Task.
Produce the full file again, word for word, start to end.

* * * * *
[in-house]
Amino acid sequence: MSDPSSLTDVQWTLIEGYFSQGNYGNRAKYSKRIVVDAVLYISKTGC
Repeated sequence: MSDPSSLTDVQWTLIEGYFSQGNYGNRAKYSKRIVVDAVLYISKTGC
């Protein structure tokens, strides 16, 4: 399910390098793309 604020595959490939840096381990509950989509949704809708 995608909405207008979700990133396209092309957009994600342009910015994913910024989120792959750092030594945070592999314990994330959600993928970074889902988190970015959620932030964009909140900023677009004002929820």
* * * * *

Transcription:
[in-house]
Amino acid sequence: MSDPSSLTDVQWTLIEGYFSQGNYGNRAKYSKRIVVDAVLYISKTGC
Repeated sequence: MSDPSSLTDVQWTLIEGYFSQGNYGNRAKYSKRIVVDAVLYISKTGC
């Protein structure tokens, strides 16, 4: 399910390098793309 604020595959490939840096381990509950989509949704809708 995608909405207008979700990133396209092309957009994600342009910015994913910024989120792959750092030594945070592999314990994330959600993928970074889902988190970015959620932030964009909140900023677009004002929820």